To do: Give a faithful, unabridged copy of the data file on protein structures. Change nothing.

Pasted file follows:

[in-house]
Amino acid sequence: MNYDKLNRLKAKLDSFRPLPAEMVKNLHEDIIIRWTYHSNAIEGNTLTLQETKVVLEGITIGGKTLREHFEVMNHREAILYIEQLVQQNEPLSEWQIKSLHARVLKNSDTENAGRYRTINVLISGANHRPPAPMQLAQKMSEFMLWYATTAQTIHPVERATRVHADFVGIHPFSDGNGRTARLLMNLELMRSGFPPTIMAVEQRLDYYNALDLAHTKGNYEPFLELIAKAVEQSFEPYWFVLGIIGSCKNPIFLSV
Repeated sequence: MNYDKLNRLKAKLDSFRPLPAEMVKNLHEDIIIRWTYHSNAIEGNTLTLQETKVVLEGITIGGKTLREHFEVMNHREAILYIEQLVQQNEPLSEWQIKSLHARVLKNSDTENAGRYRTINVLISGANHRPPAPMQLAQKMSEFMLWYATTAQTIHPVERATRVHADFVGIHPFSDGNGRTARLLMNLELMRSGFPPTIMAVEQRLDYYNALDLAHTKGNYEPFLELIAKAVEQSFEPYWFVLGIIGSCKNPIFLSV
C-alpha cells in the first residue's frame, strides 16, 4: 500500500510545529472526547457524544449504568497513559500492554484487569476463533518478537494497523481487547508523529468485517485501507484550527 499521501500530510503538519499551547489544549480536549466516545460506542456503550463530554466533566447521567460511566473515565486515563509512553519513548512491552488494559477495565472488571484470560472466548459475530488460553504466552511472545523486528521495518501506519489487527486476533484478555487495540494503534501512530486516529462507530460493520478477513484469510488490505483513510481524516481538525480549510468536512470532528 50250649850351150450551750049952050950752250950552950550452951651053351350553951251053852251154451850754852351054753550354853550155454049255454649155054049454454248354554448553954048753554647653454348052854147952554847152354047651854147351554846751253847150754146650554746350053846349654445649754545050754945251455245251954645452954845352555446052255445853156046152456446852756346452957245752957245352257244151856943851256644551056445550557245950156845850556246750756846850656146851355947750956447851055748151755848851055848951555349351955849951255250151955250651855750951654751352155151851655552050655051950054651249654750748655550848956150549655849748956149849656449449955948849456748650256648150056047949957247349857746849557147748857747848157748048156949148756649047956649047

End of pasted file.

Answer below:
[in-house]
Amino acid sequence: MNYDKLNRLKAKLDSFRPLPAEMVKNLHEDIIIRWTYHSNAIEGNTLTLQETKVVLEGITIGGKTLREHFEVMNHREAILYIEQLVQQNEPLSEWQIKSLHARVLKNSDTENAGRYRTINVLISGANHRPPAPMQLAQKMSEFMLWYATTAQTIHPVERATRVHADFVGIHPFSDGNGRTARLLMNLELMRSGFPPTIMAVEQRLDYYNALDLAHTKGNYEPFLELIAKAVEQSFEPYWFVLGIIGSCKNPIFLSV
Repeated sequence: MNYDKLNRLKAKLDSFRPLPAEMVKNLHEDIIIRWTYHSNAIEGNTLTLQETKVVLEGITIGGKTLREHFEVMNHREAILYIEQLVQQNEPLSEWQIKSLHARVLKNSDTENAGRYRTINVLISGANHRPPAPMQLAQKMSEFMLWYATTAQTIHPVERATRVHADFVGIHPFSDGNGRTARLLMNLELMRSGFPPTIMAVEQRLDYYNALDLAHTKGNYEPFLELIAKAVEQSFEPYWFVLGIIGSCKNPIFLSV
C-alpha cells in the first residue's frame, strides 16, 4: 500500500510545529472526547457524544449504568497513559500492554484487569476463533518478537494497523481487547508523529468485517485501507484550527 499521501500530510503538519499551547489544549480536549466516545460506542456503550463530554466533566447521567460511566473515565486515563509512553519513548512491552488494559477495565472488571484470560472466548459475530488460553504466552511472545523486528521495518501506519489487527486476533484478555487495540494503534501512530486516529462507530460493520478477513484469510488490505483513510481524516481538525480549510468536512470532528 50250649850351150450551750049952050950752250950552950550452951651053351350553951251053852251154451850754852351054753550354853550155454049255454649155054049454454248354554448553954048753554647653454348052854147952554847152354047651854147351554846751253847150754146650554746350053846349654445649754545050754945251455245251954645452954845352555446052255445853156046152456446852756346452957245752957245352257244151856943851256644551056445550557245950156845850556246750756846850656146851355947750956447851055748151755848851055848951555349351955849951255250151955250651855750951654751352155151851655552050655051950054651249654750748655550848956150549655849748956149849656449449955948849456748650256648150056047949957247349857746849557147748857747848157748048156949148756649047956649047